Once I knew I’d entered the easy territory, I forecasted it would take me about an hour to do the rest. Near-running at times, I got down to my car right on time, where I satisfied my craving of listening to “Life is a Highway.” I listened to it three times in a row coming out of Grafton. Sometimes pride is just feeling pretending you're Lightning McQueen.
I made it back to camp sore but not limping. I can't say I ever feasted off of a camp stove as hard as I did Saturday night.
I’d done Old Speck and Baldpate, out & back, and just shy of 6,000 feet of elevation gain in only 13.6 miles, it was time to rest.
Well, I guess I should say it was time to rest up for Goose Eye.
Like clockwork, we rose about the same time on Sunday. This time, I decided to be a bit more gentle with myself as I doubted my ability to do Goose Eye. Ryan and I went to the White Mountain Cafe, which was fantastic, and fueled up good for our days. I plan on eating their whole menu by the end of the year, as they serve great gluten free bread!
Anyways, food aside, after Ryan headed south to Conway I did homework for half an hour until I decided to drive to Berlin. Though the paved driving only took around 20 minutes, I was on Success Pond Road way longer than my GPS thought I would be. I have a fairly new SUV, yet this road was still a challenge for her at times.
After the first leg of my hike, driving there, I alleviated the fact that I never filled my water bladder by pouring all 5 of the fractionally full water vessels in my car into my 2.5-liter bag. With that done, I started up the road to Goose Eye trail, which despite all the reviews saying otherwise, Ryan said I should start with. He knows my ability and had done the peak twice, so I took his word for it.
I was so super paranoid going up the Goose Eye trail. I knew there was at some point a dead moose somewhere along this hike but had no idea where, which put me on edge from the get-go.
Despite thinking I was going super slow, I did the first 1.5 in 35 minutes, it was the easy part by a long shot. Onwards, I struggled about as much as I expected. The steeps were difficult and required my most entertaining podcasts to get through it. The last mile to the summit was relentless and the final crawl was the worst of it.
Though short, the scramble to the summit was too logistical for me to do quickly. It took a significant amount of focus to navigate the limited number of foot holds along the wet and ridiculously angled slab. At last, with an impressive pull, I did it. My pole, however, had other plans and went right back down what I’d struggled to get up. Darn.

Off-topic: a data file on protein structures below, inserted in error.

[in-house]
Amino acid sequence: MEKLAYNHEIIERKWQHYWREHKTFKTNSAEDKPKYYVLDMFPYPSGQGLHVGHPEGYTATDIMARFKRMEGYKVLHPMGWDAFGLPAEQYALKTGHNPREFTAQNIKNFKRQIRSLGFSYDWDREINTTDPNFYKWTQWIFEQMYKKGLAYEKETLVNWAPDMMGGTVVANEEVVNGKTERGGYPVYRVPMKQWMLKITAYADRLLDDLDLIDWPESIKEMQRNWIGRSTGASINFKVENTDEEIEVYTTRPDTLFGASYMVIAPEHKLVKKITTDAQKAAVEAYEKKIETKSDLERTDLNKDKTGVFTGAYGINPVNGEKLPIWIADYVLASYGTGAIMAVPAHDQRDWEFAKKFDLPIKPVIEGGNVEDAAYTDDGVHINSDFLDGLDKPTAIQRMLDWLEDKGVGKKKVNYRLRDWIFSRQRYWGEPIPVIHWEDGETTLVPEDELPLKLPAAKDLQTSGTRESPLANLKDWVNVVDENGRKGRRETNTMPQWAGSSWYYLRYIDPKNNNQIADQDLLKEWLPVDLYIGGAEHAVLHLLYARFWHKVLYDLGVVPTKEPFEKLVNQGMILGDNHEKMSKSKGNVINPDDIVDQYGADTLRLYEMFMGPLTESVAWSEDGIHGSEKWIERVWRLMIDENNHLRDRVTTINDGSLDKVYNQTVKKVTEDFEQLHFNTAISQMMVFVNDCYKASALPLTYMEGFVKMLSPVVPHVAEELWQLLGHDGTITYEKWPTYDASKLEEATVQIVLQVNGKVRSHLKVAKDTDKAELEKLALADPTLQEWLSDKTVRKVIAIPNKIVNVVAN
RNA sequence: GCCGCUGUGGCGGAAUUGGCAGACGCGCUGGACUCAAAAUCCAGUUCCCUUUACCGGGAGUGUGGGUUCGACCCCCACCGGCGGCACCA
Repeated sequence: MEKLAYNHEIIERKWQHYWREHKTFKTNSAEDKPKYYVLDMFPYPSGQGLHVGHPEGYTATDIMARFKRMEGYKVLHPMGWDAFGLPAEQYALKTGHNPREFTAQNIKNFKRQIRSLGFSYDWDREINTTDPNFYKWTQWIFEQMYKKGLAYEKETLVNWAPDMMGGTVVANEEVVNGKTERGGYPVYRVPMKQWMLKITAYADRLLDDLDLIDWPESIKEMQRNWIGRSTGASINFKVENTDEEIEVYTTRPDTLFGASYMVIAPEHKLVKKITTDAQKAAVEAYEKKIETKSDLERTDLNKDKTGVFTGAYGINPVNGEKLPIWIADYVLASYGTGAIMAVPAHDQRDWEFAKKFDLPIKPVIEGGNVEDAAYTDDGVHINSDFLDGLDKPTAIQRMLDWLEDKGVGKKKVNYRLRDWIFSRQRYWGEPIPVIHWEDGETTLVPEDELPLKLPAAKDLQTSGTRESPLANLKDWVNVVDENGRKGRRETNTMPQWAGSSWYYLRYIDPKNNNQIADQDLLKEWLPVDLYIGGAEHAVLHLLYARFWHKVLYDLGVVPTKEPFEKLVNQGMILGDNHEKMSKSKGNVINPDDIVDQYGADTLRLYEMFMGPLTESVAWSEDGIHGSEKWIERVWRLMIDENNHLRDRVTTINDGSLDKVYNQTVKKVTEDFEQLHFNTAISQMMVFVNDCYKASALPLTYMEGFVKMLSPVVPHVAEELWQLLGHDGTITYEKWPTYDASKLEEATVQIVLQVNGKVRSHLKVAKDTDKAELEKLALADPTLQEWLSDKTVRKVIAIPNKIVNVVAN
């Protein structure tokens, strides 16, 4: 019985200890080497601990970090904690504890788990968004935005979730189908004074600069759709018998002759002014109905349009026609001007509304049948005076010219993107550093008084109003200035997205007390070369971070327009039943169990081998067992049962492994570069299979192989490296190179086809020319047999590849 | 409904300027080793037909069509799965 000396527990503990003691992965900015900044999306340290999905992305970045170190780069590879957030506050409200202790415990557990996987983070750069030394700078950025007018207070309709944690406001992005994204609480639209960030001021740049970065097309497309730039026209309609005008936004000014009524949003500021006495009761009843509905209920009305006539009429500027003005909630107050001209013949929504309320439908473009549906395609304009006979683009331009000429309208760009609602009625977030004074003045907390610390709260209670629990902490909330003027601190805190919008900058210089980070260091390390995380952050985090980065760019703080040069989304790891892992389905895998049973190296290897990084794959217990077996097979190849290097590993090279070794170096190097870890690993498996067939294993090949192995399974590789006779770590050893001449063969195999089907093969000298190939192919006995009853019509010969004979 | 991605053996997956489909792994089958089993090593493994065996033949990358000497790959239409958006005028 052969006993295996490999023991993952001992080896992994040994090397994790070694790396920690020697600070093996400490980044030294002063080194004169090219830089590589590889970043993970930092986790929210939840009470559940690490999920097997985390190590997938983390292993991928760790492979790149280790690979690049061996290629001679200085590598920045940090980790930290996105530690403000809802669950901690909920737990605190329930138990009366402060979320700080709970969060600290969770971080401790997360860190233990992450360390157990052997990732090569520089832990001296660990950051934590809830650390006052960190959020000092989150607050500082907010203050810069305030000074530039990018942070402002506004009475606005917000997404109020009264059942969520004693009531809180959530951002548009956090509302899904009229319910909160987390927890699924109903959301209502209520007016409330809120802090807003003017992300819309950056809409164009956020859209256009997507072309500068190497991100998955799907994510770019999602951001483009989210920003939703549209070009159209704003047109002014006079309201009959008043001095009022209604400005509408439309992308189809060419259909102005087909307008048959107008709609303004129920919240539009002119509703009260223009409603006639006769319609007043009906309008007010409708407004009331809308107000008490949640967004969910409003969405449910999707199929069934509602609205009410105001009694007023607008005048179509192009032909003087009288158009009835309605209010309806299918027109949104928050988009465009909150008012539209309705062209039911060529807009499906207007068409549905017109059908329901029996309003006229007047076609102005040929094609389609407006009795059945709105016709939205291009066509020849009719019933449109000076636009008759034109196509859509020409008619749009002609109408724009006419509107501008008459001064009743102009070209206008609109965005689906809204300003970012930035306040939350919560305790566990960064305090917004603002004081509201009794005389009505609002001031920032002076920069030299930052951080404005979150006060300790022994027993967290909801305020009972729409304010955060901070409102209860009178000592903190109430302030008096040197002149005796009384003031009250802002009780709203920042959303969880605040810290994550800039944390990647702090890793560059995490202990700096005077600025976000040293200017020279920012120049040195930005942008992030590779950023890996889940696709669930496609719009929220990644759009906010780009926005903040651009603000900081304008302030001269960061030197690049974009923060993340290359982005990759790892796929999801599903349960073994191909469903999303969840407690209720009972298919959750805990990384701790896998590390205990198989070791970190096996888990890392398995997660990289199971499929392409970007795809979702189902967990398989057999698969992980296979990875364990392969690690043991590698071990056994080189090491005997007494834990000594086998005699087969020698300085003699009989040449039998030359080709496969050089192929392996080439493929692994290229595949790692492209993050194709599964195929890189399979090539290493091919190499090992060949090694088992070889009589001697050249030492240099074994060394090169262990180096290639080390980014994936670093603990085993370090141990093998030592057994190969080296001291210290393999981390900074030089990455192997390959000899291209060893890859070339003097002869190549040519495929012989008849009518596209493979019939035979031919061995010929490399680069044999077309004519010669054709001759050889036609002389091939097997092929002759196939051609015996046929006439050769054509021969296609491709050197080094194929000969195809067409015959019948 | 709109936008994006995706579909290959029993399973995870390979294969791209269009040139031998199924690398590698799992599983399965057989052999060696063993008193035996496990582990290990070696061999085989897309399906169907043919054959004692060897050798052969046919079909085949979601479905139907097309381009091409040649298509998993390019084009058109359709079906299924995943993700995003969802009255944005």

Though I was willing to live without that pole, I couldn’t stomach an LNT violation that bad so I rescued it and did it all again. For the rest of the day, every time I put my poles above or below me I was extra cautious because I knew I wouldn’t be able to get them in every spot today.
Once I finally got up to the top, I took longer than I normally do to absorb and recharge. I dug into my first aid kit for my caffeine blocks, ate my horrible snack selection, and took a couple of pictures while I had the summit to myself. The Presidentials were in a cloud, but Old Speck, which I was atop 24 hours ago, was clear in view.
Once I got going towards the AT, I knew I was going to be in for it immediately. Steep slabs, yup. Wooden ladder, yup. Steel rungs, yup. I knew it was coming, cause well, it’s the Mahoosucs, but it was not easy for me to do alone. I have a lot of hiking fears, I think that’s what keeps me consistent with hiking in the first place, but facing all of them at once was tough.
The constant ups and downs over wet slabs, interrupted by occasionally through hikers, were repetitive and a bit of a time warp. It didn’t help that I was listening to a real estate podcast at the time either.
Just before the summit of Carlo, I ran into a friendly guy who told me it was all easy from here unless I went down to the Carlo Campsite because there was a "60ft ordeal" there. This was upsetting because I was planning on going down there. Not for water or the bathroom, but to dot my i’s and cross my t’s on my trace.
The way down from Carlo was a change of pace and the first 0.2 from the AT to the site was easy as well. Interestingly, there was nothing hard at all about getting to that campsite. It was man-made stairs and a bridge, I even double-checked my GPS to make sure I was in the right place.
I came out of the campsite and had 2.4 to go on Carlo Col before I was back in my lovely air-conditioned car. The first mile from the top was emotionally challenging because I was going slow enough to think about where the dead moose was but too fast to look around for it. My speed choice, however, was practical because the logs and rocks were very slick.
Once the grade eased and the old trail bed came into view on my left, I moved far more quickly and accepted that the moose had probably long decomposed by now, phew.
Reaching the open and grassy logging road felt so good after many hours out in the woods. I got down the road section fairly quickly and popped out by my car where I could finally say I’d done it.
I'd done all three high peaks on the Mahoosuc Range in 25 hours, in three separate hikes. And solo, at that. Proud of how much I have grown as an athlete is an understatement.
Weekend Round Up: 8,082 vert | 20.83 miles | 0 frogs/toads | 7 honey stinger waffles consumed